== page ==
Although it is shown as a separate functional block, the MIB 340 is often integrated with the NEPA agent 360. In practice, the NEPA agent 360 comprises the MIB 340 and a WindNet simple network management protocol (SNMP) agent to communicate with the NEPA server 210 using SNMP via the communications network 220. The MIB 340 employs MIB rules defined by RFC 1155 titled “Structure and Identification of Management Information for TCP/IP-based Internets,” published in May 1990, RFC 1212 titled “Concise MIB Definitions,” published in March 1991, and RFC 1315 titled “Management Information Base for Frame Relay DTEs,” published in April 1992, which are incorporated by reference. The MIB 340 typically stores the protocol information collected by the PAE 320. The MIB 340 makes such information available for transfer to the NEPA server 210 for analysis. Additionally, a RAM file may be used to store formatted protocol information. The NEPA server 210 retrieves formatted protocol information using file transfer protocol (FTP) for real-time display, storage in the NEPA server 210, or use by a particular NEPA application.
The NEPA agent 360 may communicate control commands with the NEPA server 210 using a control link, such as Ethernet, Telnet, or X.25, over a TCP/IP network such as the Internet. The NEPA agent 360 may configure the frame sentry 250 (e.g., assigns an IP address to allow operation over the TCP/IP network), communicates alarm and status information, and communicates frame relay protocol data unit (PDU) statistical information. The NEPA agent 360 may employ a common object request broker architecture (CORBA) link to communicate data with the NEPA server 210. CORBA is an architecture which allows pieces of programs or objects to communicate regardless of the programming language or operating system used by these programs.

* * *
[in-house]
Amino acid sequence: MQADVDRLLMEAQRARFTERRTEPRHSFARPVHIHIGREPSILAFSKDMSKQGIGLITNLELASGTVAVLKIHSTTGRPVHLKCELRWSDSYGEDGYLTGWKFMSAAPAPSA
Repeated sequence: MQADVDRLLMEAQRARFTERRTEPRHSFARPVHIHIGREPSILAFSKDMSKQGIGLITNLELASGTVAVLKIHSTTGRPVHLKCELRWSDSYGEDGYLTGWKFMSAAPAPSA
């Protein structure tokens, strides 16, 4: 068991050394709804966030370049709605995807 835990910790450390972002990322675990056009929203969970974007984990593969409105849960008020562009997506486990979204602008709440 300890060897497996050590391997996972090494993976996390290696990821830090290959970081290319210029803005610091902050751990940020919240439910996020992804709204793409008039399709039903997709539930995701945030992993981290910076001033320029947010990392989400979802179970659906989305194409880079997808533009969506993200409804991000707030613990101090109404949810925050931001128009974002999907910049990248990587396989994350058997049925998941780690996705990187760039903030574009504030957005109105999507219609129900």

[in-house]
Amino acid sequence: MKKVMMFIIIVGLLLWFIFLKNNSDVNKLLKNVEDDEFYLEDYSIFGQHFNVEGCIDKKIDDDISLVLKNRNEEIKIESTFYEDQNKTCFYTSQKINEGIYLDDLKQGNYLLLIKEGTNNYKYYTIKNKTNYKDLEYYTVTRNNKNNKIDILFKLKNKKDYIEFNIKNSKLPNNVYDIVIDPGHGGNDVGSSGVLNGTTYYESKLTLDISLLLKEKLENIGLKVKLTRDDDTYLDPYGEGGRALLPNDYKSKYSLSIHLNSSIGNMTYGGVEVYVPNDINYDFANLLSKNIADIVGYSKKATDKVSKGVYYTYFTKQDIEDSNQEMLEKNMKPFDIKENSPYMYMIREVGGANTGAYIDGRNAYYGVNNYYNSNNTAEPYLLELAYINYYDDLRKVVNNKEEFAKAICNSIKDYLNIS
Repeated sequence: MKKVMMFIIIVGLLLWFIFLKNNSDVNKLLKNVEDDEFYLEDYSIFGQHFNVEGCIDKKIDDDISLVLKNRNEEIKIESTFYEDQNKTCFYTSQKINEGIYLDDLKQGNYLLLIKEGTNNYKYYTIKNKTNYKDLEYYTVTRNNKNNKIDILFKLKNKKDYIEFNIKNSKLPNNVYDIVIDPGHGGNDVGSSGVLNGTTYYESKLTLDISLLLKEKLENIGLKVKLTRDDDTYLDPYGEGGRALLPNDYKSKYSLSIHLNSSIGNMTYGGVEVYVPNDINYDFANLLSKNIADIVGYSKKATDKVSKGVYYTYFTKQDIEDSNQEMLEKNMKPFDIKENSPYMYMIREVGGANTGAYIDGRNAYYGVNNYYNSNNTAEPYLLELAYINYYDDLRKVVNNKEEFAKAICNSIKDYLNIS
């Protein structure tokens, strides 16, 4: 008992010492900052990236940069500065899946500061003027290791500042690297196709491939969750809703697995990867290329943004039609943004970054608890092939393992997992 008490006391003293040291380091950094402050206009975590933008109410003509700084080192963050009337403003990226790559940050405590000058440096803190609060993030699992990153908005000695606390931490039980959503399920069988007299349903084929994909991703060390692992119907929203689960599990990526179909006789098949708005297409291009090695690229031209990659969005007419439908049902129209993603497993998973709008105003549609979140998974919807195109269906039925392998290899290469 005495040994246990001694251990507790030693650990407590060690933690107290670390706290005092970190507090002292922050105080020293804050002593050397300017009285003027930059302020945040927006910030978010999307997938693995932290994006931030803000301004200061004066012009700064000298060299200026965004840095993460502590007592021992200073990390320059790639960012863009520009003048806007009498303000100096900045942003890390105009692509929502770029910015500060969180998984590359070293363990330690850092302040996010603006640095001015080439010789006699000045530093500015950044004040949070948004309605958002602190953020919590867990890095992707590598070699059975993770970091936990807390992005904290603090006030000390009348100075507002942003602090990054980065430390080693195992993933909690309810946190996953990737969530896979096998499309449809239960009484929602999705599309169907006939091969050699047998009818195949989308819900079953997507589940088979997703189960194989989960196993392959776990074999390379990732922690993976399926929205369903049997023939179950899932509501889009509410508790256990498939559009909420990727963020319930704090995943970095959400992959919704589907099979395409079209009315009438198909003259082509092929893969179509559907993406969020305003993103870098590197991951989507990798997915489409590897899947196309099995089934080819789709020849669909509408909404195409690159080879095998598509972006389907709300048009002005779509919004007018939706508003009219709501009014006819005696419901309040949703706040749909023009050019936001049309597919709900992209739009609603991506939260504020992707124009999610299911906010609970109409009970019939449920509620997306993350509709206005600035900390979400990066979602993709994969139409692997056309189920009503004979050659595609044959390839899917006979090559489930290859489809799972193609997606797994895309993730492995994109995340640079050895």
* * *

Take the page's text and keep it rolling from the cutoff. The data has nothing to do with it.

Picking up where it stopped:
The foregoing functional blocks of the NEPA access device represent merely one possible approach for designing the NEPA access device. After reviewing this disclosure, it will be apparent to those skilled in the protocol analysis technology that other design partitions may lead to other implementations of a NEPA access device. For example, two or more functional blocks (e.g., MIB 340 and NEPA Agent 360) may be combined into a single functional unit. All these possible variations fall within the scope of the invention.
FIG. 5 is a functional block diagram showing the frame sentry 250 in an ITAU, such as the T3AS manufactured by ADA. The T3AS allows access to, monitoring of, and testing a network link. The ITAU comprises an administration shelf, a high-speed interface shelf, and a test resource shelf. As shown in FIG. 5, the frame sentry 250 may be integrated in the high-speed interface shelf (HSIS) 400. The HSIS 400 comprises one or more DS3 interface modules 471 are connected to a shelf monitor module 432 and a DS3 monitor module 424. The DS3 interface modules 471 receive DS3 signals for demultiplexing into DS1, DS0, and subrate channels. The shelf monitor module 432 connects to a DS1 Access/Test module 484 using a HDLC link 192. The DS1 Access/Test module 484 provides simultaneous testing of one or more DS1 channels. The DS1 Access/Test module 484 integrates the frame sentry 250 to perform the functions described in detail above.